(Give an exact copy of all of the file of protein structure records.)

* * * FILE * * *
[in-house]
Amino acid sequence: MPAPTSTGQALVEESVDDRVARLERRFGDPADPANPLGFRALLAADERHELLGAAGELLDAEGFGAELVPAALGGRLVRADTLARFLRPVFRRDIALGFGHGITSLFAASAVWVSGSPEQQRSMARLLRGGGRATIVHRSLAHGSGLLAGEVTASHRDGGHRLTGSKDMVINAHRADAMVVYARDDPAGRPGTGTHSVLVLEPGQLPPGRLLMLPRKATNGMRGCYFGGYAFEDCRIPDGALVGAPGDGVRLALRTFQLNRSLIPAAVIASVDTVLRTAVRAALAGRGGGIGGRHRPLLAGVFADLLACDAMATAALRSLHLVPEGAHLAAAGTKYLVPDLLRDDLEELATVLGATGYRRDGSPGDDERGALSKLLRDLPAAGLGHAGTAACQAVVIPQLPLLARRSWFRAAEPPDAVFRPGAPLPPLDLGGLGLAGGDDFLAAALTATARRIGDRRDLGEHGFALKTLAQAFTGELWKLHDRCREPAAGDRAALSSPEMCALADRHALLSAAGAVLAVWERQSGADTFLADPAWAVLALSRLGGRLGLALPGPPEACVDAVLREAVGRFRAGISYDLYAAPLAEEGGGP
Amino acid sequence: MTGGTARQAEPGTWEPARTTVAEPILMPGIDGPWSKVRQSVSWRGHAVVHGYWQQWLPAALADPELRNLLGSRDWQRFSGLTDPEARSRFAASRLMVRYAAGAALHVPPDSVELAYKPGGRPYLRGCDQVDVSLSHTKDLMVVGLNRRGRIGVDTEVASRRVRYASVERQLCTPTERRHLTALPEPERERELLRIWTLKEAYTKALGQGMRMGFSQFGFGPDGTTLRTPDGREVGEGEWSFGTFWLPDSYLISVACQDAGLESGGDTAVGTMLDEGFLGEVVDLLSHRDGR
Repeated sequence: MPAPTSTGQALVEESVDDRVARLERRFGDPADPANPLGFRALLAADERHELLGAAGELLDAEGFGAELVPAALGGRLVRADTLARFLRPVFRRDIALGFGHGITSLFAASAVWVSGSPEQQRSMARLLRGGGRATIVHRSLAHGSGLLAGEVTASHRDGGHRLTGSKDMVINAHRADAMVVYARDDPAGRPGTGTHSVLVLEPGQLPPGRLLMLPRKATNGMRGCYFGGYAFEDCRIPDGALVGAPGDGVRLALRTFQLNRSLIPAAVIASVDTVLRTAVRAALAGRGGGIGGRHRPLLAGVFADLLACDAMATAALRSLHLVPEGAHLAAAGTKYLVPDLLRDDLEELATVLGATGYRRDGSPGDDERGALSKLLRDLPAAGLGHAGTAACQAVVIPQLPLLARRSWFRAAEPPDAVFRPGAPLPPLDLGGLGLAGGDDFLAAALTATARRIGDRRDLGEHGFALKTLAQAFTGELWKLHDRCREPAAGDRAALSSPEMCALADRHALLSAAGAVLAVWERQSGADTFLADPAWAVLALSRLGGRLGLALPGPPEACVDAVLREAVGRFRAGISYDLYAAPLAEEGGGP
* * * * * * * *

[in-house]
Amino acid sequence: MPAPTSTGQALVEESVDDRVARLERRFGDPADPANPLGFRALLAADERHELLGAAGELLDAEGFGAELVPAALGGRLVRADTLARFLRPVFRRDIALGFGHGITSLFAASAVWVSGSPEQQRSMARLLRGGGRATIVHRSLAHGSGLLAGEVTASHRDGGHRLTGSKDMVINAHRADAMVVYARDDPAGRPGTGTHSVLVLEPGQLPPGRLLMLPRKATNGMRGCYFGGYAFEDCRIPDGALVGAPGDGVRLALRTFQLNRSLIPAAVIASVDTVLRTAVRAALAGRGGGIGGRHRPLLAGVFADLLACDAMATAALRSLHLVPEGAHLAAAGTKYLVPDLLRDDLEELATVLGATGYRRDGSPGDDERGALSKLLRDLPAAGLGHAGTAACQAVVIPQLPLLARRSWFRAAEPPDAVFRPGAPLPPLDLGGLGLAGGDDFLAAALTATARRIGDRRDLGEHGFALKTLAQAFTGELWKLHDRCREPAAGDRAALSSPEMCALADRHALLSAAGAVLAVWERQSGADTFLADPAWAVLALSRLGGRLGLALPGPPEACVDAVLREAVGRFRAGISYDLYAAPLAEEGGGP
Amino acid sequence: MTGGTARQAEPGTWEPARTTVAEPILMPGIDGPWSKVRQSVSWRGHAVVHGYWQQWLPAALADPELRNLLGSRDWQRFSGLTDPEARSRFAASRLMVRYAAGAALHVPPDSVELAYKPGGRPYLRGCDQVDVSLSHTKDLMVVGLNRRGRIGVDTEVASRRVRYASVERQLCTPTERRHLTALPEPERERELLRIWTLKEAYTKALGQGMRMGFSQFGFGPDGTTLRTPDGREVGEGEWSFGTFWLPDSYLISVACQDAGLESGGDTAVGTMLDEGFLGEVVDLLSHRDGR
Repeated sequence: MPAPTSTGQALVEESVDDRVARLERRFGDPADPANPLGFRALLAADERHELLGAAGELLDAEGFGAELVPAALGGRLVRADTLARFLRPVFRRDIALGFGHGITSLFAASAVWVSGSPEQQRSMARLLRGGGRATIVHRSLAHGSGLLAGEVTASHRDGGHRLTGSKDMVINAHRADAMVVYARDDPAGRPGTGTHSVLVLEPGQLPPGRLLMLPRKATNGMRGCYFGGYAFEDCRIPDGALVGAPGDGVRLALRTFQLNRSLIPAAVIASVDTVLRTAVRAALAGRGGGIGGRHRPLLAGVFADLLACDAMATAALRSLHLVPEGAHLAAAGTKYLVPDLLRDDLEELATVLGATGYRRDGSPGDDERGALSKLLRDLPAAGLGHAGTAACQAVVIPQLPLLARRSWFRAAEPPDAVFRPGAPLPPLDLGGLGLAGGDDFLAAALTATARRIGDRRDLGEHGFALKTLAQAFTGELWKLHDRCREPAAGDRAALSSPEMCALADRHALLSAAGAVLAVWERQSGADTFLADPAWAVLALSRLGGRLGLALPGPPEACVDAVLREAVGRFRAGISYDLYAAPLAEEGGGP